It is an annual tradition in Uzbekistan. As December creeps toward its end, a joyful mood descends, people begin to reflect on the 12 months passed and ponder what awaits. And then the squabbling begins.
There are two, clearly marked camps in the battle over the New Year’s holiday. Conservative Muslims contend it un-Uzbek and unacceptably secular. Their opponents cannot see the fuss, insisting that the day is just a good chance to have fun and let off some steam.
But a couple of weeks ago, well-known and respected theologian Abdulaziz Mansur made an important contribution to breaking the impasse with a filmed sermon in which he decreed that marking the arrival of January 1 is not, in fact, a violation of religious canon. Anybody who described the holiday as sinful is ignorant of Islamic principles, he said.
His intervention may help take the sting out of a debate that has been roiling for more than a decade.
Uzbekistan officially began to celebrate New Year’s Day on January 1, 1948. Around a week before, Soviet authorities had designated the first day of the year as a holiday, and so a whole raft of customs were given life. The decidedly un-Islamic drink of Soviet Champagne would be accompanied in the Uzbek Soviet Socialist Republic by piles of festive plov.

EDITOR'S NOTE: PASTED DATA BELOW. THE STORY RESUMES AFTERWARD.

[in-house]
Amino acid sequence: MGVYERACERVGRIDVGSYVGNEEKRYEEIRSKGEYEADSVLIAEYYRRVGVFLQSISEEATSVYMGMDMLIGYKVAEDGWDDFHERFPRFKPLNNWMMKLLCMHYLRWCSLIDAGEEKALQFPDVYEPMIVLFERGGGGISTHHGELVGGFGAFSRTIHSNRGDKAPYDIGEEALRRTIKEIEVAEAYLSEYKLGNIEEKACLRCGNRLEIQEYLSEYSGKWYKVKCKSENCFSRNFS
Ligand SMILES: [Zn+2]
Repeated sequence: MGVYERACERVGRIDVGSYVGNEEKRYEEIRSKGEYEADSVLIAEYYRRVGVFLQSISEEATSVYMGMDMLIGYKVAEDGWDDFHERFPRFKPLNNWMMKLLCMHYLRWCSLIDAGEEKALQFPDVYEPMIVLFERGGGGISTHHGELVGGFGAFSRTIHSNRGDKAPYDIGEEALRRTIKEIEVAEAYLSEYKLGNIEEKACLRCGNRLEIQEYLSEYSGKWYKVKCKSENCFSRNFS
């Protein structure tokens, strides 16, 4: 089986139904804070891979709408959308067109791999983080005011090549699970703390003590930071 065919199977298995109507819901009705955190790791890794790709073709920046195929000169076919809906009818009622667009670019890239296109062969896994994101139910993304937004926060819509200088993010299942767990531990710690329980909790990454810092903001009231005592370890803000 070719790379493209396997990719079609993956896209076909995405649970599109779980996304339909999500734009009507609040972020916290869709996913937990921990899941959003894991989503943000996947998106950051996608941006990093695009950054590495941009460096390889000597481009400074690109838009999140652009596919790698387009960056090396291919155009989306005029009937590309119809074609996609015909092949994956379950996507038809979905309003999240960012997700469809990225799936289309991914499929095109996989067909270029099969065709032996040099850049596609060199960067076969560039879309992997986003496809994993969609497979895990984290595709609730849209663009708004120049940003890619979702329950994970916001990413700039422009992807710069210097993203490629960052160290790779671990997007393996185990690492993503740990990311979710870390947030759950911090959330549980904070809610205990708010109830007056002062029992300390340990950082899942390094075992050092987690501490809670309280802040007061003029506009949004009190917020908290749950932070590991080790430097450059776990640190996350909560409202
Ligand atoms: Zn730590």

Many of the rituals differed little from those observed in the capital, Moscow. The arrival of midnight was ushered in by the chimes of the Kremlin clock broadcast on television. City squares were decorated with trees laden with lights, tinsel and baubles. Ded Moroz, the Slavic world’s answer to Santa Claus, and his helper Snegurochka entertained the children. Classic films – most notably the much-loved 1976 comedy The Irony of Fate – were dubbed into Uzbek and shown on local TV.
A lot began to change with the collapse of the Soviet Union.
Religious families gradually phased out the practice of celebrating the new year, which was deemed both a Soviet leftover and a feast with Christian overtones. In actual fact, Christians in the Orthodox world celebrate Christmas on January 7, but the Soviet regime coopted much Christian symbolism for their secular New Year’s holiday.
The government also got in on the party-pooping act. In December 2004, Anvar Zakirov, head of the Tashkent city hall department of public education, issued instructions to stop holding end-of-year parties.
Zakirov argued that Uzbekistan should instead mark the spring holiday of Nowruz – itself a pre-Islamic tradition. Any other holidays are contrary to Uzbek culture and should, therefore, be scrapped, he said.
New Year’s trees accordingly disappeared from secondary schools, although many elementary schools in Tashkent defied the prohibition as teachers were unwilling to deprive their charges of a long-awaited holiday.
One kindergarten teacher, who spoke to Eurasianet on condition of anonymity, recalled the year that they had to keep the tree hidden from sight.